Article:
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April 17, 1987 - Image 58

Resource type:
Text
Publication:
The Detroit Jewish News, 1987-04-17

Disclaimer: Computer generated plain text may have errors. Read more about this.

MSC

Lunch 11 a.m.

Dinner 4 p.m.-1 a.m.

Banquet Facilities

dining room, carry-out and trays

• breakfast • lunch • dinner
after-theater • kiddie menu

grlEn



BitS I'

open tuesdays thru sundays
10 a.m. to 11 p.m.

lincoln shopping center, 101/2 mile & greenfield, oak park

,

-(2

968-0022

ROY

NOW APPEARING
TUES. THRU SAT.

HEAVENN

A Tradition
take, Twuw 4 4,,,°u46
, 1 Since 1934

-gine anin9 and Lociduili

Fred Bayne at the organ nightly

1128 E. Nine Mile Road (1 1/2 Mile East of 1-75)

Recommended by AAA & Mobile Guides

,

(313) 541-2132

FUNG LI 'S

Reservations

362-1262

Concourse, Top of Troy • 755 W. Big Beaver

SZECHUAN, MANDARIN, CANTONESE & AMERICAN

Mon.-Thurs. 11-10, Fri. & Sat. 11-11, Sun. 12-10

CARRY OUT • CATERING
'BANQUET FACILITIES
8410 W. NINE MILE, W of Livernois
. 544-1021

ihz/4te°&AA

GOLDEN BOWL

Lemon Peel

Restaurant
22106 COOLIDGE AT 9 MILE In A & P . Shopping Center
DINE IN & CARRY-OUT
398-5502 or 398-5503

SZECHUAN, MANDARIN, CANTONESE & AMERICAN CUISINE

OPEN 1 DAYS-Mon.-Thurs. 11-10, Fri. & Sat. 11-11, Sun. & Holidays 1 p.m. to 10 p.m.

• Banquet Facilities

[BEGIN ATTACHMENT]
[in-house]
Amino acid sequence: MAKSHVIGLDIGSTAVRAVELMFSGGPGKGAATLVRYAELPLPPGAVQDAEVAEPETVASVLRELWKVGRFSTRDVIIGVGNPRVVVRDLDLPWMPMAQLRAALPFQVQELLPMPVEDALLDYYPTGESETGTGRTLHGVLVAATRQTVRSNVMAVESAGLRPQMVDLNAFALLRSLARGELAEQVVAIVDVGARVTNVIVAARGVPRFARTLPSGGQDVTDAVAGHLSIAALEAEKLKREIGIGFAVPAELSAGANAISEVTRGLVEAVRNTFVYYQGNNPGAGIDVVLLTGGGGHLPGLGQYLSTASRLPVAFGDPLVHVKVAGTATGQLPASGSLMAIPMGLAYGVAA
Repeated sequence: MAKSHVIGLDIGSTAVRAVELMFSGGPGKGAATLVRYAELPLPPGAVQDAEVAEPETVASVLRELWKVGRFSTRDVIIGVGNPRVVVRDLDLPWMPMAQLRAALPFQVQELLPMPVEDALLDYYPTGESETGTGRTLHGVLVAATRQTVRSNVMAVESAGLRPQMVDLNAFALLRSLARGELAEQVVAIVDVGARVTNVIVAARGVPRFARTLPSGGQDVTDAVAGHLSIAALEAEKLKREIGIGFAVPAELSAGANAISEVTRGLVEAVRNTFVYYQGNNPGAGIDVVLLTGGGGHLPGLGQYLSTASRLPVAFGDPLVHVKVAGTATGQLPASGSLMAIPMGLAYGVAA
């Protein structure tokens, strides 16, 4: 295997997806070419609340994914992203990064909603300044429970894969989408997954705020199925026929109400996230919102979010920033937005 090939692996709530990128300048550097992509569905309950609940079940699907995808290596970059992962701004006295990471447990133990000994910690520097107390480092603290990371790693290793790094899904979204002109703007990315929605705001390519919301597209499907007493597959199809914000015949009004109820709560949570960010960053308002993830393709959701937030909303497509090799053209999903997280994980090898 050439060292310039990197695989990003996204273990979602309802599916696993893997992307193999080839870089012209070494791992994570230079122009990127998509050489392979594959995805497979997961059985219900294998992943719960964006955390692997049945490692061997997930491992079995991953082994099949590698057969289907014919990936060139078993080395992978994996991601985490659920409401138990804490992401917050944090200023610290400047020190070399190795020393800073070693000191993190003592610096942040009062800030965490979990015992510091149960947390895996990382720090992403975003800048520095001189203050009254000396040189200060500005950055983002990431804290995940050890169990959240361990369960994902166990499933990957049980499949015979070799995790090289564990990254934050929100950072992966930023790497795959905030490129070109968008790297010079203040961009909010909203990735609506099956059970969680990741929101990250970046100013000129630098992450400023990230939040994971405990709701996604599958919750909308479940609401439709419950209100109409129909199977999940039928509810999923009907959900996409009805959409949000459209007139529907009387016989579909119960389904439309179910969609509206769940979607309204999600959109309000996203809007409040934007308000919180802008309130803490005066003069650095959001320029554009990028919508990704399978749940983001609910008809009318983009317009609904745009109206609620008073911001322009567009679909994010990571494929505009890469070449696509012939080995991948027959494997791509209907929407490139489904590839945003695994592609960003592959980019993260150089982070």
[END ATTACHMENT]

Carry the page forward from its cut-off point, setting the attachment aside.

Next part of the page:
Your Chef: FRANK ENG

%Lil 14 :Lii 1, THE GOLD Com

,A-, rt



The Best Place to Dine is
Also the Best Place to Unwind

NEW MENU!

• Moderately Priced - Daily Lunch and Dinner Specials

NEW DECOR!

• Now More Comfortable and Spacious for Your Dining
Pleasure

-I,

if

OPEN 7 DAYS — YOUR HOST: HOWARD LEW
SZECHUAN, MANDARIN, CANTONESE
AND AMERICAN FOOD

,

COMPLETE
CARRY-OUT
AVAILABLE

24480 W. 10 MILE (IN TEL-EX PLAZA)

West of Telegraph

353 - 7848

TIDE GPEAT WALE

SERVING YOUR FAVORITE EXOTIC
DRINKS & CHOICE COCKTAILS

PRIVATE DINING ROOM

I • • BANQUETS • PARTIES • BUSINESS MEETINGS I

//z

- Zeoroycioeel

HOURS: Monday - Saturday 1 1-2 a.m., Closed Sunday
575 S. Hunter (Woodward) • Birmingham • 644-0588

ah,

Apt.

Is

11. 111 ".47%.

=NIP :ST Amit

olir

■■■■

• %. NA,
Join Us For
A Pleasant Surprise and
Discover That THERE IS A DIFFERENCE!



Your host . . . HENRY LUM

Businessmen's Luncheons • Carry outs • Catering

35135 Grand River, Farmington
(Drakeshire Shopping Center)

476-9181

HOA KOW INN

Specializing In Cantonese, Szechuan & Mandarin Foods

-

Open Daily 11 to 10:30, Sat. 11 to 12 Mid., Sun. 12 to 10:30
— Carry-Out Service —

13715 W. 9 MILE, W. of Coolidge • Oak Park

KING LIM'S...GARDEN,

Mandarin, Szechuan & Cantonese Food

26196 GREENFIELD, LINCOLN CENTER. OAK PARK

Mon.-Thurs. 11 to 10:30
Fri. 11 to 11, Sat. 11 to 12
Sun. 12 noon to 10

968-3040

Carry-Out Service

Catering To Parties Available

547-4663

OPEN 7 DAYS
A WEEK

NEW KING
LIM'S

3305 Auburn Rd.
852.8280

Exotic Cocktails

FLOWN IN FRESH

EXPRESSLY FOR YOUR DINING

at
the

ENGLISH DOVER SOLE
KINGSLEY INN 642 0100

-

KOW KOW INN